Fire Training Center Gives MCCTC Students Tailored Experience
CANFIELD, Ohio — Some 30 years ago, Austintown Township Fire Chief Andrew Frost said his father had a vision for fire training at Mahoning County Career and Technical Center.
The elder Frost, a former fire chief and MCCTC coordinator, wanted to create an interactive learning environment tailored toward educating students’ essential emergency responder skills for being firefighters.
On Monday, Frost welcomed stakeholders and elected officials to the realization of his father’s vision as MCCTC cut the ribbon on its new Fire Training Center.
“Back in the day, these guys were teaching in little tiny classrooms or hallways – wherever the school could find them room,” Frost said. “They kept pushing to develop more and more.”
Eventually MCCTC increased the number of classrooms in the school for this type of education. After several expansions over the years and changing mandates for fire training, MCCTC had to make a big decision: build the training center or “broaden the business,” he said.
“We train everyone from high school students, to adult education, to more advanced training for already existing firefighters,” he said. “The kids learn in a fire station setting so that the first day they go to work, it’s nothing new to them and they just feel at home.”
Gallery images include officials cutting the ribbon to the new MCCTC fire training center, including state Rep. Al Cutrona; MCCTC board members Kathi McNabb-Welsh and Marie Dockry; Nick Santucci, senior consultant for workforce & community engagement at VAZA Consulting; state Sen. Michael Rulli; State Fire Marshal Kevin Reardon; and MCCTC Superintendent John Zehentbauer and Director Mara Banfield; as well as images of students in the classroom and the MCCTC fire engine.
The center includes a fully functioning fire station, training props, a search and rescue building and a fire training tower. Additionally, Frost said all fire departments in Trumbull, Mahoning, and Columbiana County are given access to use the fire station.
Andrew Frost Sr. first brought the idea to John Zehentbauer, MCCTC superintendent, about seven years ago. Zehentbauer said the project was done in three phases: the lab, the tower and the classroom.
The total for the project has been between $1.2 – $1.4 million for the construction, Zehentbauer said. The first phase cost about $800,000 he said, with the other two phases making up for the remaining balance. The money came from the capital budget and federal Appalachian Regional Commission grants.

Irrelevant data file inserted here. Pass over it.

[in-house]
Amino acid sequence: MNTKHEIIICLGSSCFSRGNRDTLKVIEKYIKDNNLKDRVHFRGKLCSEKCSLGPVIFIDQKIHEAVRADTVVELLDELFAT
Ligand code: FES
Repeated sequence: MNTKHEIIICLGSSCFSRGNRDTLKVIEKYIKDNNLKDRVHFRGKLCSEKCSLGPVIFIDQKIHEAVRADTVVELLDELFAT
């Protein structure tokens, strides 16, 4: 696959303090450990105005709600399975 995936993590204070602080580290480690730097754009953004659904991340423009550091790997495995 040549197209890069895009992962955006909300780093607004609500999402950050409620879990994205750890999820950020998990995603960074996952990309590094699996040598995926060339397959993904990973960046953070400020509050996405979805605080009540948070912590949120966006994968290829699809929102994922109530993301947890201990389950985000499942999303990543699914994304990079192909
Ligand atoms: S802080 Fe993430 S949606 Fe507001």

“The students are excited,” Zehentbauer said. “We built a house which has rooms they can use for search and rescue, they have a variety of modules on the training center tower out there, and also we are coming into the electric vehicle stage…we will be training them in that also in the future.”
Zehentbauer said the current public safety program at MCCTC is full for both juniors and seniors, and the adult program runs on weekends and evenings. He said instructors come from a number of area fire departments.
State Rep. Al Cutrona, R-59, said this was an opportunity where the state came through with the capital budget, giving half a million dollars toward the project’s completion. Zehentbauer first came to Cutrona a couple of years ago, he said.
“I’m excited because this gives an opportunity for the Valley to have some of the most experienced, skilled and equipped first responders out there to save lives,” Cutrona said. “This comes at a time where we need more and more people to enter that dangerous line of work.”
Cutrona said the state is struggling to get first responders, law enforcement and firefighters, making this important to properly educate future generations.
“It’s [the training center] not just going to last for five years or 10 years,” he said. “It’s literally going to last for decades and is going to continue to produce the most skilled folks out there that will be out on the front lines saving folks.”
Kevin Reardon, state fire marshal, said this project is an “asset” to the community. He said the shortage in firefighters is a direction the state has been taking for several years.
“These aren’t things you can just learn from a computer,” Reardon said. “Hands on training like this is critical in getting those skills to people in order to go out and get jobs.”
Zehentbauer said he “couldn’t be more proud” of his students and believes what they are doing is truly incredible.
Pictured at top: MCCTC celebrated the grand opening of its new fire training center.
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